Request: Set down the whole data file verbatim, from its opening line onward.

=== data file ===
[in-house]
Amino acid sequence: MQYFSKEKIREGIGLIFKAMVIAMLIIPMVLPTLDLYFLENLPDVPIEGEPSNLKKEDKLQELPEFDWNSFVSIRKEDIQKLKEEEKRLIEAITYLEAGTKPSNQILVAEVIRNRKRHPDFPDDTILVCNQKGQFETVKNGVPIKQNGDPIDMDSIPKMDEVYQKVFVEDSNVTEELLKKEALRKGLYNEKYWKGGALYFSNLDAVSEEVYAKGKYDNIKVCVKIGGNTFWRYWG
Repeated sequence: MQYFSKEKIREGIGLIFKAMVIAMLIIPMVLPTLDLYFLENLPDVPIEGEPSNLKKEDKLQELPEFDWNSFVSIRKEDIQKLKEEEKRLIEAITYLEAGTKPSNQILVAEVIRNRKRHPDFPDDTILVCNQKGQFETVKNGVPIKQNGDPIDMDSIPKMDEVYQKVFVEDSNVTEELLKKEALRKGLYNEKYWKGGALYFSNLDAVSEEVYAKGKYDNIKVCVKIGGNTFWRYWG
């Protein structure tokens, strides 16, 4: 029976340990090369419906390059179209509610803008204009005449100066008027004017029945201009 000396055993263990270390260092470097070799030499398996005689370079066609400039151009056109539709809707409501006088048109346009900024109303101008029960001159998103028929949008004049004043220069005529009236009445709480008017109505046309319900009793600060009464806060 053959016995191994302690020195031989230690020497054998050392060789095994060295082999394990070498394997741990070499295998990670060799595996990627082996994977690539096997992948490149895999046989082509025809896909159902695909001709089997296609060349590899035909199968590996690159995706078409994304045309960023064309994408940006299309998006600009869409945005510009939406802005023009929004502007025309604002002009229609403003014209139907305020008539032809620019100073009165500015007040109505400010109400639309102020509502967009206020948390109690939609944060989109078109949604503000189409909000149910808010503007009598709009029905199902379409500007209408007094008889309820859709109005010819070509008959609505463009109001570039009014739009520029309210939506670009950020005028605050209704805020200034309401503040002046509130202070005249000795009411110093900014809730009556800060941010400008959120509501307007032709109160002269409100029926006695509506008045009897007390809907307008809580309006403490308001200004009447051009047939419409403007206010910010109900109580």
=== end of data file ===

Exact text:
[in-house]
Amino acid sequence: MQYFSKEKIREGIGLIFKAMVIAMLIIPMVLPTLDLYFLENLPDVPIEGEPSNLKKEDKLQELPEFDWNSFVSIRKEDIQKLKEEEKRLIEAITYLEAGTKPSNQILVAEVIRNRKRHPDFPDDTILVCNQKGQFETVKNGVPIKQNGDPIDMDSIPKMDEVYQKVFVEDSNVTEELLKKEALRKGLYNEKYWKGGALYFSNLDAVSEEVYAKGKYDNIKVCVKIGGNTFWRYWG
Repeated sequence: MQYFSKEKIREGIGLIFKAMVIAMLIIPMVLPTLDLYFLENLPDVPIEGEPSNLKKEDKLQELPEFDWNSFVSIRKEDIQKLKEEEKRLIEAITYLEAGTKPSNQILVAEVIRNRKRHPDFPDDTILVCNQKGQFETVKNGVPIKQNGDPIDMDSIPKMDEVYQKVFVEDSNVTEELLKKEALRKGLYNEKYWKGGALYFSNLDAVSEEVYAKGKYDNIKVCVKIGGNTFWRYWG
């Protein structure tokens, strides 16, 4: 029976340990090369419906390059179209509610803008204009005449100066008027004017029945201009 000396055993263990270390260092470097070799030499398996005689370079066609400039151009056109539709809707409501006088048109346009900024109303101008029960001159998103028929949008004049004043220069005529009236009445709480008017109505046309319900009793600060009464806060 053959016995191994302690020195031989230690020497054998050392060789095994060295082999394990070498394997741990070499295998990670060799595996990627082996994977690539096997992948490149895999046989082509025809896909159902695909001709089997296609060349590899035909199968590996690159995706078409994304045309960023064309994408940006299309998006600009869409945005510009939406802005023009929004502007025309604002002009229609403003014209139907305020008539032809620019100073009165500015007040109505400010109400639309102020509502967009206020948390109690939609944060989109078109949604503000189409909000149910808010503007009598709009029905199902379409500007209408007094008889309820859709109005010819070509008959609505463009109001570039009014739009520029309210939506670009950020005028605050209704805020200034309401503040002046509130202070005249000795009411110093900014809730009556800060941010400008959120509501307007032709109160002269409100029926006695509506008045009897007390809907307008809580309006403490308001200004009447051009047939419409403007206010910010109900109580």